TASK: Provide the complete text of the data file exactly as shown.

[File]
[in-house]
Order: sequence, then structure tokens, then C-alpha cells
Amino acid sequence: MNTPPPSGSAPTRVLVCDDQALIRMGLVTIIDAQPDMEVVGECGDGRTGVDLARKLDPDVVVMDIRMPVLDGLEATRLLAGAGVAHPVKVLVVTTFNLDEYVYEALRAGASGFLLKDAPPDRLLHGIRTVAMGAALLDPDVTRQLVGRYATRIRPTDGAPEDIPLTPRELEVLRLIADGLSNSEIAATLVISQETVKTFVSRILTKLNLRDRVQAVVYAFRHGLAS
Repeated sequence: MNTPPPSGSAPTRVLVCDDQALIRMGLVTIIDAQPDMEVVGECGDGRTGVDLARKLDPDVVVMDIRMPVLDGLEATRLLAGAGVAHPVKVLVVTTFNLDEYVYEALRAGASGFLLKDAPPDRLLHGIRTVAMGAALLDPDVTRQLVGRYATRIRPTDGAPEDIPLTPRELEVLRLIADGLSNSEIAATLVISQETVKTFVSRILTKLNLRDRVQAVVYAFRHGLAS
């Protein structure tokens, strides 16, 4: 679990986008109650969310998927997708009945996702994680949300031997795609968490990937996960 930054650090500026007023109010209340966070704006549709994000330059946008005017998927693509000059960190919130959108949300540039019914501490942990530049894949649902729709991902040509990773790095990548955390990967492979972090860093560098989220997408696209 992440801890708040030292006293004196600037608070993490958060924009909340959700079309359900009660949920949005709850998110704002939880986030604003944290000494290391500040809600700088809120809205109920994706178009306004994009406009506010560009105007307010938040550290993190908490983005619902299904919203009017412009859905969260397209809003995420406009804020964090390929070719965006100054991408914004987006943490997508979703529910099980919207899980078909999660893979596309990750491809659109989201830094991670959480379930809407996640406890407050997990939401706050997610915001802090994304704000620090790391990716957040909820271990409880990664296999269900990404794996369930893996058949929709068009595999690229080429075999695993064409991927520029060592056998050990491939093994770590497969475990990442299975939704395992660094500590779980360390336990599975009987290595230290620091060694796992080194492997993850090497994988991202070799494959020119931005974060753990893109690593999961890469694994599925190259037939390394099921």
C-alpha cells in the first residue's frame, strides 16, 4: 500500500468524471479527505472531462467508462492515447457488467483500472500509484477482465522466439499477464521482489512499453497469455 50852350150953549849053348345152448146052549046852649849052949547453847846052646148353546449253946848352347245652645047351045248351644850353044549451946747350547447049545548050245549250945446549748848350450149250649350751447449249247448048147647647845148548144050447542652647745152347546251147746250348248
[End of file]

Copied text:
[in-house]
Order: sequence, then structure tokens, then C-alpha cells
Amino acid sequence: MNTPPPSGSAPTRVLVCDDQALIRMGLVTIIDAQPDMEVVGECGDGRTGVDLARKLDPDVVVMDIRMPVLDGLEATRLLAGAGVAHPVKVLVVTTFNLDEYVYEALRAGASGFLLKDAPPDRLLHGIRTVAMGAALLDPDVTRQLVGRYATRIRPTDGAPEDIPLTPRELEVLRLIADGLSNSEIAATLVISQETVKTFVSRILTKLNLRDRVQAVVYAFRHGLAS
Repeated sequence: MNTPPPSGSAPTRVLVCDDQALIRMGLVTIIDAQPDMEVVGECGDGRTGVDLARKLDPDVVVMDIRMPVLDGLEATRLLAGAGVAHPVKVLVVTTFNLDEYVYEALRAGASGFLLKDAPPDRLLHGIRTVAMGAALLDPDVTRQLVGRYATRIRPTDGAPEDIPLTPRELEVLRLIADGLSNSEIAATLVISQETVKTFVSRILTKLNLRDRVQAVVYAFRHGLAS
């Protein structure tokens, strides 16, 4: 679990986008109650969310998927997708009945996702994680949300031997795609968490990937996960 930054650090500026007023109010209340966070704006549709994000330059946008005017998927693509000059960190919130959108949300540039019914501490942990530049894949649902729709991902040509990773790095990548955390990967492979972090860093560098989220997408696209 992440801890708040030292006293004196600037608070993490958060924009909340959700079309359900009660949920949005709850998110704002939880986030604003944290000494290391500040809600700088809120809205109920994706178009306004994009406009506010560009105007307010938040550290993190908490983005619902299904919203009017412009859905969260397209809003995420406009804020964090390929070719965006100054991408914004987006943490997508979703529910099980919207899980078909999660893979596309990750491809659109989201830094991670959480379930809407996640406890407050997990939401706050997610915001802090994304704000620090790391990716957040909820271990409880990664296999269900990404794996369930893996058949929709068009595999690229080429075999695993064409991927520029060592056998050990491939093994770590497969475990990442299975939704395992660094500590779980360390336990599975009987290595230290620091060694796992080194492997993850090497994988991202070799494959020119931005974060753990893109690593999961890469694994599925190259037939390394099921």
C-alpha cells in the first residue's frame, strides 16, 4: 500500500468524471479527505472531462467508462492515447457488467483500472500509484477482465522466439499477464521482489512499453497469455 50852350150953549849053348345152448146052549046852649849052949547453847846052646148353546449253946848352347245652645047351045248351644850353044549451946747350547447049545548050245549250945446549748848350450149250649350751447449249247448048147647647845148548144050447542652647745152347546251147746250348248